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Bargain Shopping in China Amidst Trade Wars

By Kyle Schneider, CFA
November 2018

Although trade wars are resoundingly negative in the aggregate, not everyone loses or loses to the same degree. There are certainly legitimate reasons for investors to be concerned about China – tariffs are escalating in tandem with an apparent macroeconomic slowdown, with the latter exacerbated by rising U.S. interest rates. Chinese equity markets reflect this pessimism with both the onshore and Hong Kong markets significantly underperforming the S&P 500 through the end of October. The sharp sell-off in Chinese equities has created attractive risk-adjusted opportunities for those willing to consider the second-order implications of the current geopolitical standoff. One such opportunity is Shandong Weigao, China’s largest domestic medical device manufacturer, which trades on the Hong Kong exchange.

It is helpful to begin with a brief discussion of Chinese policy objectives. Although numerous long-standing disputes played a role in motivating U.S. tariffs, the “Made in China 2025” plan was perhaps the primary impetus. Made in China 2025 outlines a series of initiatives to promote the development of domestic high-tech industries. The medical device industry made the list, with China aiming to produce 60% of medical devices domestically by 2020 and 80% by 2025, a substantial increase from present levels. To accomplish this, the government is expanding health insurance coverage and is conducting a series of tender offers for medical equipment, with domestic firms often receiving preferential treatment. Additionally, the plan outlines a “two-invoice policy,” which mandates that a medical product cannot transfer between more than two parties before arriving at a hospital. Previously, up to a dozen distributors would handle medical devices before final delivery, leading to markups much higher than those in developed markets. The intent of the two-invoice policy is to eliminate sub-scale, lower-quality manufacturers, and inefficient layers of distribution. For national manufacturers such as Weigao, the trade-off is that in exchange for price concessions the government will eliminate domestic competitors, handicap multinationals, and expand the addressable market via better insurance coverage. While the transition does entail a degree of pricing pressure, the long-term benefits for the largest medical device manufacturers are evident.

Weigao is positioned to capture market share due to its broad product portfolio, which allows the company to offer bundled solutions that simplify procurement for its customers. Beyond market share, bundled solutions allow Weigao to offset pricing pressure on more commoditized products by establishing purchasing quotas for higher margin, value-added products, such as advanced infusion sets. Thus far, gross margins have been stable despite the fluctuating regulatory environment.


Source: Weigao company documents.

Weigao’s organic revenues for the first half of 2018 were up 19% compared to the first half of 2017, outpacing the industry as higher-margin products offset price cuts for older products. Recently, management indicated that organic revenue growth for the second half of 2018 should exceed its full-year guidance of 10%.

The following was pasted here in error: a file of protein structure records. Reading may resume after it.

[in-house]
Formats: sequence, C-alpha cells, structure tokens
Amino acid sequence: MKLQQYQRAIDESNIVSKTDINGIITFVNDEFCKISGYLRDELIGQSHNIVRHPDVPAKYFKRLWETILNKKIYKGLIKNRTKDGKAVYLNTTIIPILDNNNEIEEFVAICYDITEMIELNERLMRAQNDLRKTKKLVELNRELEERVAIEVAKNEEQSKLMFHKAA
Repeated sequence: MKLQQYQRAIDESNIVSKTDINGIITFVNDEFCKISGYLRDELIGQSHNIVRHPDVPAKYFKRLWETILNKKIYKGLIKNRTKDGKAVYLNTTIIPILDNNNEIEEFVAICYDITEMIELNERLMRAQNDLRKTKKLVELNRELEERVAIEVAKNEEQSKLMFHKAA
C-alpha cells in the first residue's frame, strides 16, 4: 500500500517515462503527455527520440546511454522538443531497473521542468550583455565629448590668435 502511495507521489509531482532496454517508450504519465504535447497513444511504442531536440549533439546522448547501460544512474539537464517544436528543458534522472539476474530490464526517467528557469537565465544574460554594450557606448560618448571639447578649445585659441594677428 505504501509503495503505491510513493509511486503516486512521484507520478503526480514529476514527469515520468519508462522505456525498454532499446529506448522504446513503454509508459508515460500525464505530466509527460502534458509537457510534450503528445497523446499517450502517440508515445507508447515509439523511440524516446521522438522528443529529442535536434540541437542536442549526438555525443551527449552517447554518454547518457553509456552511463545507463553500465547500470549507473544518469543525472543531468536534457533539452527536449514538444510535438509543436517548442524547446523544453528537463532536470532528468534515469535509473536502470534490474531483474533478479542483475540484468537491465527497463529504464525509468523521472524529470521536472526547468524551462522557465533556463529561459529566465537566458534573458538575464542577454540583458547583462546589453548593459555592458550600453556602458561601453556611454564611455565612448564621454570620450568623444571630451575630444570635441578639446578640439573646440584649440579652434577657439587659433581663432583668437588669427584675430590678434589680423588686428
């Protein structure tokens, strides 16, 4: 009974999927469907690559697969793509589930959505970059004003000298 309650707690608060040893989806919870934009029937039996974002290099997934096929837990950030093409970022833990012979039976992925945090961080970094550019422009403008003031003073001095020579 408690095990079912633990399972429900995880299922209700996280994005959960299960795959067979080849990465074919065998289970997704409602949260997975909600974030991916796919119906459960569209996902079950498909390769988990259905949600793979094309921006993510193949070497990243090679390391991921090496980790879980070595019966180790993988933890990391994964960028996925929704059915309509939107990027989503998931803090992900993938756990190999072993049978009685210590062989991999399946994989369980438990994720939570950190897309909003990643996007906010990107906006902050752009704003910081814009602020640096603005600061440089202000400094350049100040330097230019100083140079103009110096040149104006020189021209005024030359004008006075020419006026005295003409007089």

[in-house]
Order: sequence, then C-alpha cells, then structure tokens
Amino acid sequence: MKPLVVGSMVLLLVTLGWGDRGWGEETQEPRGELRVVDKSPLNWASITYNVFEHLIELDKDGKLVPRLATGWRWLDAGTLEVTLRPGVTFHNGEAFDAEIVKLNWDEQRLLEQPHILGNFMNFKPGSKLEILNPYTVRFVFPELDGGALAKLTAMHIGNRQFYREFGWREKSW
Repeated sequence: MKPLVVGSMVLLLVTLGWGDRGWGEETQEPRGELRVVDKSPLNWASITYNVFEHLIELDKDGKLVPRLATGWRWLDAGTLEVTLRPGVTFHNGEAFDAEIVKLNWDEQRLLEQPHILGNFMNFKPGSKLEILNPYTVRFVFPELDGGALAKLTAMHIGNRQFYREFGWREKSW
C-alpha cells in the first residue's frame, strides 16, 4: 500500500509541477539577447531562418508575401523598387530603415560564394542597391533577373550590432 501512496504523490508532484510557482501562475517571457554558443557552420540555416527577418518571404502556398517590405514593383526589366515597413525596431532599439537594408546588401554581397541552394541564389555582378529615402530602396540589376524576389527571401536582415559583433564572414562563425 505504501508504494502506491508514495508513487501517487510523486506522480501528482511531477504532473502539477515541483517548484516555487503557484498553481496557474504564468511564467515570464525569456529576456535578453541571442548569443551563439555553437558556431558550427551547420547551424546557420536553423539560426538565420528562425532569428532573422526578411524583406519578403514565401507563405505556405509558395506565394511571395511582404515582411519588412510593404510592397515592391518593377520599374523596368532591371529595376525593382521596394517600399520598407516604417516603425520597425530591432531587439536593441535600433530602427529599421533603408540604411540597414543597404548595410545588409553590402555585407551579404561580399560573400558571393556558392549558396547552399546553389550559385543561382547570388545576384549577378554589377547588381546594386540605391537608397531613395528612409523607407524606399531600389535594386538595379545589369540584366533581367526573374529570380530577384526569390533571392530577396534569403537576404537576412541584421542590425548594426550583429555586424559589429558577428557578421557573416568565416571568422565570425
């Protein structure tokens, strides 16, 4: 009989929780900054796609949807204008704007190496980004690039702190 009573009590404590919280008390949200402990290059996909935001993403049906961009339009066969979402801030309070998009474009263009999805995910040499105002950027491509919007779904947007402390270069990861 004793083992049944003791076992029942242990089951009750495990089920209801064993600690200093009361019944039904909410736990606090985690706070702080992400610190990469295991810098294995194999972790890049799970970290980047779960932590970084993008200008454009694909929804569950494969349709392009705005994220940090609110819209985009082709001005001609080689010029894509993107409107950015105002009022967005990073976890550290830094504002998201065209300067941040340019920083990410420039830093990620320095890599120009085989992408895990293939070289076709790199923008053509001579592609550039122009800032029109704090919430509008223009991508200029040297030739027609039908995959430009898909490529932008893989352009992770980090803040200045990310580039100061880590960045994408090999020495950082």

Currently, 80% of Weigao’s core medical consumables are sold direct to hospitals. Sub-scale competitors and many multinationals are reliant on distributors and cannot easily replicate Weigao’s footprint. Going forward, Weigao’s direct sales force should continue to drive market share gains in China and a superior cash conversion cycle, as the company can control its marketing message and accounts receivable to a greater degree than firms reliant on distributors.

However, the company is not content to limit itself to the Chinese market. In January, Weigao acquired Argon Medical Devices, a Texas-based manufacturer of biopsy, drainage, and clot management products. Weigao plans to utilize its direct sales force to bring Argon’s products to China, many of which were already approved by the Chinese FDA at the time of acquisition. Eventually, Weigao plans to leverage Argon as a platform to expand its presence into North America and Europe, thereby reducing Weigao’s reliance on China.

Investing in emerging markets presents both corporate governance and country-specific risks. However, the risk-to-reward ratio appears favorable for Weigao with a mid-teens forward price-to-earnings multiple. Weigao is positioned to be a 10% organic grower over the next several years with the ability to supplement organic growth with bolt-on acquisitions. Consensus estimates include intangible amortization (and a fair degree of transaction costs), artificially inflating the multiple by several turns versus most of its international peers.

While we hope for an amicable resolution to the trade dispute, Weigao should be a relative winner in the current economic climate. Competitive advantages including regulatory tailwinds, scale, and an unmatched internal sales force will serve Weigao well as they look to gain market share in China and beyond.

As of October 31, 2018, Diamond Hill owned shares of Shandong Weigao.

Originally published on November 27, 2018.

The views expressed are those of the research analyst as of November 2018, are subject to change, and may differ from the views of other research analysts, portfolio managers or the firm as a whole. These opinions are not intended to be a forecast of future events, a guarantee of future results, or investment advice.

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